Undergraduate receives STRIDE biomedical research fellowship


Washington University in St. Louis student Beakal M. Gezahegn has been named a 2015 STRIDE Undergraduate Research Fellow by the American Physiological Society (APS).

Gezahegn, an incoming senior studying biology in Arts & Sciences, will research chronobiology and its impact on reproductive outcomes under Sarah K. England, PhD, professor of obstetrics and gynecology and the Alan A. and Edith L. Wolff Professor of Medicine at Washington University School of Medicine. Gezahegn’s research will focus specifically on sleep disruption and aims to understand how sleep changes during pregnancy (as a result of disruptions of sleep regulating genes) affect pregnancy outcomes.

STRIDE stands for Short-Term Research Education Program to Increase Diversity in Health-Related Research. The APS and a grant from the National Heart, Lung, and Blood Institute (NHLBI) of the National Institutes of Health (NIH) support the STRIDE program. Gezahegn is among 21 STRIDE Fellows this year.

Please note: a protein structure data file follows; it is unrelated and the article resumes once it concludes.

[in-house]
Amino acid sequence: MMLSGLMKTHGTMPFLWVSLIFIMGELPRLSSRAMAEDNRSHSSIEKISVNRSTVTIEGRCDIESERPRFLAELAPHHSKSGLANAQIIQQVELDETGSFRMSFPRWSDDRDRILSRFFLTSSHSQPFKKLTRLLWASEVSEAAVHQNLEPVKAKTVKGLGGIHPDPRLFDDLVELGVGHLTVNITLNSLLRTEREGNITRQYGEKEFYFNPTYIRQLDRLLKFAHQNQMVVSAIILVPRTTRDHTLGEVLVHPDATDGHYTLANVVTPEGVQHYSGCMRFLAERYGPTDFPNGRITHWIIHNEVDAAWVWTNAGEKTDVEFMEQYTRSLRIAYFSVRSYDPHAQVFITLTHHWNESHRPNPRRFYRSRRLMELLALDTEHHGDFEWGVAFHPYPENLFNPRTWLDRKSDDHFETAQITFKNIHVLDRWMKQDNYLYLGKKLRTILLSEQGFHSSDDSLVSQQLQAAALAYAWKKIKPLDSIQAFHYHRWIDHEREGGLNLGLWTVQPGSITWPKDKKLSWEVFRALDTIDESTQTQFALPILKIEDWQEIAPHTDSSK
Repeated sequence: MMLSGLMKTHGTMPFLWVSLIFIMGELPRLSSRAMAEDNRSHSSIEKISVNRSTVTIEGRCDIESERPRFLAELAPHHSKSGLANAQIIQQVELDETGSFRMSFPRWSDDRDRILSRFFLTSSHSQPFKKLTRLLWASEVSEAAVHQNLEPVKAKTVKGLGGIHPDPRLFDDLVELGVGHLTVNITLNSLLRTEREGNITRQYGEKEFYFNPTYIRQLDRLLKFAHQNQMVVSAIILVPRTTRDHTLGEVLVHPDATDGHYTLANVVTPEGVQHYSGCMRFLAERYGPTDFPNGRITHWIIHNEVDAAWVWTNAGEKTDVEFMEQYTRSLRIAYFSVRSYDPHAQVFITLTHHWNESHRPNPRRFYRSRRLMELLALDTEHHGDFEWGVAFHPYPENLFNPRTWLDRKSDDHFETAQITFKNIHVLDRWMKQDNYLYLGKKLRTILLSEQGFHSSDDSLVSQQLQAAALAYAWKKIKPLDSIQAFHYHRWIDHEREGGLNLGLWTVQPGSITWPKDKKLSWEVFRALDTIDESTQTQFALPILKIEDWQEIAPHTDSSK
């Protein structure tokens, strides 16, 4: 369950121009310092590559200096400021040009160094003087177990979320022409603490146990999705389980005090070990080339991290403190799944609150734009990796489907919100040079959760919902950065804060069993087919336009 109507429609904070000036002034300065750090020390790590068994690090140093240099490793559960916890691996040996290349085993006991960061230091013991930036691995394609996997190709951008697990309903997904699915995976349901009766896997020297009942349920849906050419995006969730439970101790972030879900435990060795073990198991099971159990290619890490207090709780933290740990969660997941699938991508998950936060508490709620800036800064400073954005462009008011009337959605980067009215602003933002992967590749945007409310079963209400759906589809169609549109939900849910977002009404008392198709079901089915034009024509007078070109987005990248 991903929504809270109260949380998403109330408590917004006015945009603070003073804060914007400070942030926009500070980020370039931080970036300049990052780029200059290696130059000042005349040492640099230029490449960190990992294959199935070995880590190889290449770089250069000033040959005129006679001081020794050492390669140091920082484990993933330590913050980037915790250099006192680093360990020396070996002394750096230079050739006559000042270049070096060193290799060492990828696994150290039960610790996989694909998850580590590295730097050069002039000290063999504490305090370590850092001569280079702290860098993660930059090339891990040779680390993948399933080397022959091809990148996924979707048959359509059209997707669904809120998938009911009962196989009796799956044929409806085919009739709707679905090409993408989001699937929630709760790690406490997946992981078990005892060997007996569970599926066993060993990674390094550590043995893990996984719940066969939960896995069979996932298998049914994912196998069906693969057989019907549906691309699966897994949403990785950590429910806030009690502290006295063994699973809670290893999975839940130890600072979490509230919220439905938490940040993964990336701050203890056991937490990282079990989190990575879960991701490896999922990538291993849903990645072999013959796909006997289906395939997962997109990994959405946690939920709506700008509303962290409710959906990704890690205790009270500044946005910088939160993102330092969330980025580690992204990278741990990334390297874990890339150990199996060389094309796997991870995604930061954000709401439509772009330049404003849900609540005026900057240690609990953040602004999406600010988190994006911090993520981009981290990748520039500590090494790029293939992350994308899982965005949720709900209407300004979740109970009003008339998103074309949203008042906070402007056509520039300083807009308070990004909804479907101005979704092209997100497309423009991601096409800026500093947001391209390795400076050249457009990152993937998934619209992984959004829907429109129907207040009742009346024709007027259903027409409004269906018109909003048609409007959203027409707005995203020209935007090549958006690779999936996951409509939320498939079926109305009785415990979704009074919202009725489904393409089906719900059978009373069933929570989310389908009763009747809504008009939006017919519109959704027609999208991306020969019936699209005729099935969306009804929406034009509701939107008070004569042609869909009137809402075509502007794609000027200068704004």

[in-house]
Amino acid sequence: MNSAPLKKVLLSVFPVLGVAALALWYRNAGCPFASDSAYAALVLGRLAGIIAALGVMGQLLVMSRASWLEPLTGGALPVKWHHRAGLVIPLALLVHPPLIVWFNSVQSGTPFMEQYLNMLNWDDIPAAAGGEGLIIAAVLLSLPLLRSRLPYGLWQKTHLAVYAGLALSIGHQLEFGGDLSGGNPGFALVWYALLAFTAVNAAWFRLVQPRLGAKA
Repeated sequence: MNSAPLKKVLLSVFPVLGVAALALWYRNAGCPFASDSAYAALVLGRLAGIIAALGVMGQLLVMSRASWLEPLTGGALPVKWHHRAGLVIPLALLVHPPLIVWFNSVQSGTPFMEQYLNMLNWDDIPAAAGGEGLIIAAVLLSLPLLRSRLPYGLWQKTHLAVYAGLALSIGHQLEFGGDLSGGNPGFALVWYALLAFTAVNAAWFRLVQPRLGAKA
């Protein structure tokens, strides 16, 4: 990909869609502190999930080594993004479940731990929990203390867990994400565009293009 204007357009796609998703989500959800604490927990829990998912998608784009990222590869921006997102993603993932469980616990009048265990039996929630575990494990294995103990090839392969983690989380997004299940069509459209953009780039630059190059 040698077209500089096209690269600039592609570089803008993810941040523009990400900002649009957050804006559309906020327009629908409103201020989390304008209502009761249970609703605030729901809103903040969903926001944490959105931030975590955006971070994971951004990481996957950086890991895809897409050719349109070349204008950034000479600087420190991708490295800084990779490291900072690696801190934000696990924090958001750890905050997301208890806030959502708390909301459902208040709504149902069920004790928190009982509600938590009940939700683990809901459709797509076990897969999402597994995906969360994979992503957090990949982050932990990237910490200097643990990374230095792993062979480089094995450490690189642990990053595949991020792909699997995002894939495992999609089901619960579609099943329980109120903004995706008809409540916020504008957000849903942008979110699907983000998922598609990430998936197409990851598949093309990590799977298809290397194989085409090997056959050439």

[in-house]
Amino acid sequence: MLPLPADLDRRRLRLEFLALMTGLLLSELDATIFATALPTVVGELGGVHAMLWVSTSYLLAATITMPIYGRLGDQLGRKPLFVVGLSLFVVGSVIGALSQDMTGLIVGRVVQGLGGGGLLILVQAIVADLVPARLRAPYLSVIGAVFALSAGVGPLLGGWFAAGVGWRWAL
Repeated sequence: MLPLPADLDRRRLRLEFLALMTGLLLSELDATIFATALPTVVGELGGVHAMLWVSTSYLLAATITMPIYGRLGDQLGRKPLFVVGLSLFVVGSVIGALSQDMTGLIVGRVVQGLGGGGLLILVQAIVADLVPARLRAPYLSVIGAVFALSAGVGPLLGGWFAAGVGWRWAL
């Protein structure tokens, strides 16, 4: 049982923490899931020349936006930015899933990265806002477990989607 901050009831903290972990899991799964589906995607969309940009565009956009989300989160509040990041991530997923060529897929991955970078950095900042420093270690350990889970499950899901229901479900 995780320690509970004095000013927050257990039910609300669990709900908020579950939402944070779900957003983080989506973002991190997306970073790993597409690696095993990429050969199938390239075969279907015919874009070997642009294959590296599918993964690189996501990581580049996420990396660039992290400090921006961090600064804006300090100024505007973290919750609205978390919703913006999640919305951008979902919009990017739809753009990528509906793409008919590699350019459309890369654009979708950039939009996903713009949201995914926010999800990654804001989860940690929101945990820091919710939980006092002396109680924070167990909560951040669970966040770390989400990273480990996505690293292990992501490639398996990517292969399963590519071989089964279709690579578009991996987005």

Undergraduate students who are selected have the opportunity to work with APS member-researchers in the areas of cardiovascular, pulmonary, hematologic and sleep-disorder research.

As part of the 10-week fellowship, Gezahegn received a $4,000 stipend and funds to travel to present her research at the Experimental Biology 2016 meeting in San Diego. In addition, Gezahegn will have the opportunity to network with other undergraduate fellows interested in biomedical research, receive career advice and mentoring and learn about ethical issues.